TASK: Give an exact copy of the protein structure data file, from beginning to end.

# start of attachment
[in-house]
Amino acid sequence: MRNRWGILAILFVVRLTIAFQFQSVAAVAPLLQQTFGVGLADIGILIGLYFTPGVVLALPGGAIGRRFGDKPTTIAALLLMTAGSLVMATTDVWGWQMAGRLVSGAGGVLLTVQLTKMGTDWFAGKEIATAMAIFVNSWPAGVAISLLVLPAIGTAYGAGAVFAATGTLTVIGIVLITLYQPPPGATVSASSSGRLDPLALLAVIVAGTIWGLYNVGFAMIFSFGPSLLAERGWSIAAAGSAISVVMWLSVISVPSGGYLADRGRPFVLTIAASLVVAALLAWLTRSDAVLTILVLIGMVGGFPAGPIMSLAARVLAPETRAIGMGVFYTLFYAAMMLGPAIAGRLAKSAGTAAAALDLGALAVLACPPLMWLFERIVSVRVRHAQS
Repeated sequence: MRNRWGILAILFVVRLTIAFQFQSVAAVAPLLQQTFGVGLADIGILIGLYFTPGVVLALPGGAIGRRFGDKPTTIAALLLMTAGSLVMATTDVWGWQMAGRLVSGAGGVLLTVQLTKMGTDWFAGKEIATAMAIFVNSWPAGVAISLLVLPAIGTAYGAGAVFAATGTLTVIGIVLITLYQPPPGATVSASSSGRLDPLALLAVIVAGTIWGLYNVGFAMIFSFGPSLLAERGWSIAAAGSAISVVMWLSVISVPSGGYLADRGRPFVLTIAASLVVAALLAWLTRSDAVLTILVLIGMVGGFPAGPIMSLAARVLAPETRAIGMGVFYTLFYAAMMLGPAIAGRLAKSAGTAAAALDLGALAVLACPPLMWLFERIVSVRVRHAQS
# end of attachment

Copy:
[in-house]
Amino acid sequence: MRNRWGILAILFVVRLTIAFQFQSVAAVAPLLQQTFGVGLADIGILIGLYFTPGVVLALPGGAIGRRFGDKPTTIAALLLMTAGSLVMATTDVWGWQMAGRLVSGAGGVLLTVQLTKMGTDWFAGKEIATAMAIFVNSWPAGVAISLLVLPAIGTAYGAGAVFAATGTLTVIGIVLITLYQPPPGATVSASSSGRLDPLALLAVIVAGTIWGLYNVGFAMIFSFGPSLLAERGWSIAAAGSAISVVMWLSVISVPSGGYLADRGRPFVLTIAASLVVAALLAWLTRSDAVLTILVLIGMVGGFPAGPIMSLAARVLAPETRAIGMGVFYTLFYAAMMLGPAIAGRLAKSAGTAAAALDLGALAVLACPPLMWLFERIVSVRVRHAQS
Repeated sequence: MRNRWGILAILFVVRLTIAFQFQSVAAVAPLLQQTFGVGLADIGILIGLYFTPGVVLALPGGAIGRRFGDKPTTIAALLLMTAGSLVMATTDVWGWQMAGRLVSGAGGVLLTVQLTKMGTDWFAGKEIATAMAIFVNSWPAGVAISLLVLPAIGTAYGAGAVFAATGTLTVIGIVLITLYQPPPGATVSASSSGRLDPLALLAVIVAGTIWGLYNVGFAMIFSFGPSLLAERGWSIAAAGSAISVVMWLSVISVPSGGYLADRGRPFVLTIAASLVVAALLAWLTRSDAVLTILVLIGMVGGFPAGPIMSLAARVLAPETRAIGMGVFYTLFYAAMMLGPAIAGRLAKSAGTAAAALDLGALAVLACPPLMWLFERIVSVRVRHAQS